One of the principal factors used to determine directors' bonus payments and benefits is the performance of the company for which they work.  When a company's statutory accounts show that it is performing well, this often triggers bonus payments and benefits to directors.  Where a company discovers however, after bonuses and benefits have been paid to directors, that its statutory accounts are incorrect due to erroneous, negligent or fraudulent internal practices, it would not be surprising to find shareholders calling for directors to repay their bonuses/benefits.  While a director may decide to comply of his or her own volition, the legal recourses through which a company may effectively impose repayment are limited.

A company can dismiss a director, however this will not recoup bonuses already paid.   A company may also attempt to sue a director for breach of fiduciary duty, however this is a complex and often very costly approach where success is by no means guaranteed.  The US approach enshrined in the Sarbanes-Oxley Act 2002 may indicate a further avenue of recourse, this time in contract law.

Under the Sarbanes-Oxley Act, chief executive officers and chief financial officers are automatically obliged to repay any bonuses or benefits received from the company where the company has had to restate its accounts due to misconduct which caused the company to be in breach of US legislation. This obligation applies to all bonuses and benefits paid in the 12-month period following the publication of the faulty document.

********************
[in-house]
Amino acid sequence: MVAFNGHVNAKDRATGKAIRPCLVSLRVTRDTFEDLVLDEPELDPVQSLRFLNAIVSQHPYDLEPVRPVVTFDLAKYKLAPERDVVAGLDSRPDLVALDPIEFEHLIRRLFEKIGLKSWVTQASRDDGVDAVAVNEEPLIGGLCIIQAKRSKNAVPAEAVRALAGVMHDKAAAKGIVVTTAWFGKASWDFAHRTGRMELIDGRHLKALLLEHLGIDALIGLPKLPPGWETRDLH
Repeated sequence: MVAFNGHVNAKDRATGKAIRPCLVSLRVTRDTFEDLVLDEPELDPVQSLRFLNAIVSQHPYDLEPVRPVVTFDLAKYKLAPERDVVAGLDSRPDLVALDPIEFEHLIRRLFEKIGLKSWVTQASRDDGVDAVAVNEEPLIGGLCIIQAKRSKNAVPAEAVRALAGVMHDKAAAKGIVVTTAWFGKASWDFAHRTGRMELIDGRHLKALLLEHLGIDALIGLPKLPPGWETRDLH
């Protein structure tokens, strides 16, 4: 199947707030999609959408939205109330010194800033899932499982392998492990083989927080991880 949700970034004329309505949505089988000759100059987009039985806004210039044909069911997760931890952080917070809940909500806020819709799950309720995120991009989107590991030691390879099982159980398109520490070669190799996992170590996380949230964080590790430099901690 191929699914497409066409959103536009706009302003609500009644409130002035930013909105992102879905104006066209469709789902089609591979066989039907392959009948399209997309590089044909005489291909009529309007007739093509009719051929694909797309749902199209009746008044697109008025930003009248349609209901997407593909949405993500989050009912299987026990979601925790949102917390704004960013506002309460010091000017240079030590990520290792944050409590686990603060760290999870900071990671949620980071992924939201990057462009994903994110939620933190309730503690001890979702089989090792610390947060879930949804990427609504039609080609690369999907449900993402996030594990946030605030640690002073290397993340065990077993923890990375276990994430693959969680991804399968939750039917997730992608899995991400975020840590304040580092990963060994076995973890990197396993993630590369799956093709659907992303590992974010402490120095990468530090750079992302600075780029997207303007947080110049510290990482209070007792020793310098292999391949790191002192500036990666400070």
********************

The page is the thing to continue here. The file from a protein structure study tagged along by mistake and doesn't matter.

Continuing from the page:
In the UK, it would be possible for companies to encourage their directors to enter into a contractual arrangement mimicking the terms of the US Act.  Under this contract, directors could agree to repay bonuses under certain circumstances.  However, it must be carefully constructed so as not to be unenforceable.  There are two possible approaches to its structure.

The first makes repayment conditional upon directors having breached a duty outlined in the contract.  This approach suffers from the difficulty that the breach of duty must be substantiated.  Clauses must also be worded so that they do not fall foul of the doctrine whereby a clause will not be enforceable if it amounts to a penalty.  In order to avoid being regarded as a penalty, the amount repayable must be a genuine pre-estimate of the possible cost of breach to the company. 

The most significant difficulty, however, is in ensuring that the clause compensates rather than acts as a deterrent.  Where the amount of a director's bonus is determined by reference to achievement against pre-set group wide financial targets (such as turnover or earnings per share), it should be relatively straightforward to determine the amount of the loss simply by re-calculating the bonus on the basis of the re-stated figures; any amount by which the original award exceeded the re-calculated bonus could then be recovered from the director.

The second approach is to make repayment conditional upon factors not linked to a director's breach of duty.  This approach may allow the company to extend the conditions under which repayment might be due.  However, careful drafting would be necessary to ensure that this does not falter at the hurdles of the first approach.  In contracts of this kind care should also be taken to ensure that the directors are advised to take independent financial advice.

At present, a company must also accept that having such a clause may dissuade prospective directors from accepting office.  However, with at least one public company currently considering the introduction of such a clause into its directors' service contracts, it may be that provisions allowing companies to recoup directors' bonuses and benefits will soon become a matter of course.

Back to Search